Strategy To Generate Dividends From Berkshire Hathaway Stock

| About: Berkshire Hathaway (BRK.B)
This article is now exclusive for PRO subscribers.


Berkshire doesn’t pay dividends, so here are some strategies to generate your own.

The stock is now trading below the valuation of the S&P 500 and the company’s 5-year average.

Berkshire’s stock has the potential to edge higher than the market over the long-term.

If you own Berkshire Hathaway (NYSE:BRK.A) (NYSE:BRK.B) and wish that it paid dividends, here is a strategy to extract your own dividends. There are two easy ways to accomplish this:

1. Sell some shares

2. Sell covered calls against your long position

Selling some shares at regular intervals can be a viable way to generate cash from the investment after the stock appreciates. Since the B shares are more viable for these strategies, I will speak in terms of BRK-B for the sake of this article.

The selling of shares option is good for those who own a large number of shares and don't mind shedding a few at regular intervals. You could schedule the selling quarterly so that you get a steady payout just as you would with dividends. You could also sell some shares only when the stock is overbought or after a strong run. You could then buy shares when they are oversold. Right now the stock is oversold, so it would be time to accumulate shares.

One example would look like this:

The investor owns 100 shares of BRK-B. When the stock reaches an overbought level according to the stochastic oscillator, the investor sells one share. If the investor does this four times throughout the year, he could get a strong annual yield that is comparable to a dividend paying stock. The drawback to this strategy is that you will be reducing your total amount of shares owned over time. Therefore, it could be beneficial to buy more shares during an oversold period, which is where the stock is right now. This would give investors a disciplined approach. Investors could limit the buying to times when the stock drops by 10% or more as it did this past year.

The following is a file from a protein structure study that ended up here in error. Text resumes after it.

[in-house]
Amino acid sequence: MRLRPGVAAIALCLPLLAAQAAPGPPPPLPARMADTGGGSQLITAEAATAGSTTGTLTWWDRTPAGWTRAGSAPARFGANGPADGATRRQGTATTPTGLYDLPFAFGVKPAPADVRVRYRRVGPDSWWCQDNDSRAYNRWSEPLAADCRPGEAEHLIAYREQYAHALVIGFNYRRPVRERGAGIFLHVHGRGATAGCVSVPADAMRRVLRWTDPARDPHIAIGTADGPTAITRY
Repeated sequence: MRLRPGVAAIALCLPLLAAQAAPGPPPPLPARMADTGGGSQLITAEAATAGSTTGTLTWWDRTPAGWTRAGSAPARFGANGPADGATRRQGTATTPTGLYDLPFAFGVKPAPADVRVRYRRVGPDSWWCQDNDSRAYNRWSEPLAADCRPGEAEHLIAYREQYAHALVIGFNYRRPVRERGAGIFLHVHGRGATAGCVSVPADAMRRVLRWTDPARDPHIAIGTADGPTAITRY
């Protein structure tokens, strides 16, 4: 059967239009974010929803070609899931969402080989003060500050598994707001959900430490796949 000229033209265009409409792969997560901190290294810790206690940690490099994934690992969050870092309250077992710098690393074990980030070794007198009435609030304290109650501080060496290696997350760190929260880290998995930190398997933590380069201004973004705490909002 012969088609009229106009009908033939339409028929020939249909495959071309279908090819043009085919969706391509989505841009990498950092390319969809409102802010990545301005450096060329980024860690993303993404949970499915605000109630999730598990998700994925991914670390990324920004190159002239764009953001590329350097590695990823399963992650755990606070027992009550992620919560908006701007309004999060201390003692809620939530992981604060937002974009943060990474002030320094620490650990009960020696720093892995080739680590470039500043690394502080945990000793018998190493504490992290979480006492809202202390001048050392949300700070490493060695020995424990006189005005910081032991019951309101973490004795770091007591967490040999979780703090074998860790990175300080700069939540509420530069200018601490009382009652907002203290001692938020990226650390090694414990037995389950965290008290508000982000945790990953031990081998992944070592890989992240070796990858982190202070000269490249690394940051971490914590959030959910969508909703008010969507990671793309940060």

Covered Call Strategy

If you don't like the selling of shares strategy to generate income, a viable alternative is selling call options against your long position. This will allow you to maintain your share count, while generating income.

Here is an example:

The investor owns 100 shares of BRK-B. The investor sells a call option with an expiration date that is about one month away. It would be best to wait for an overbought condition in the stock as indicated by the stochastic oscillator. BRK-B is currently oversold, so I wouldn't do this at the moment. Consider picking a strike price that is about 5% higher than the current price. When you sell the call, the premium is credited to your account. For example, if the call option is selling at $1, so you would have $100 credited to your account as one call represents 100 shares of stock. You can sell one call for every 100 shares that you own.

If you sell one call 4 times per year, you have the potential of generating about $400 in premium. When that is divided by the value of your investment [$12,680 based on 100 shares owned], that is like getting a 3% annual dividend.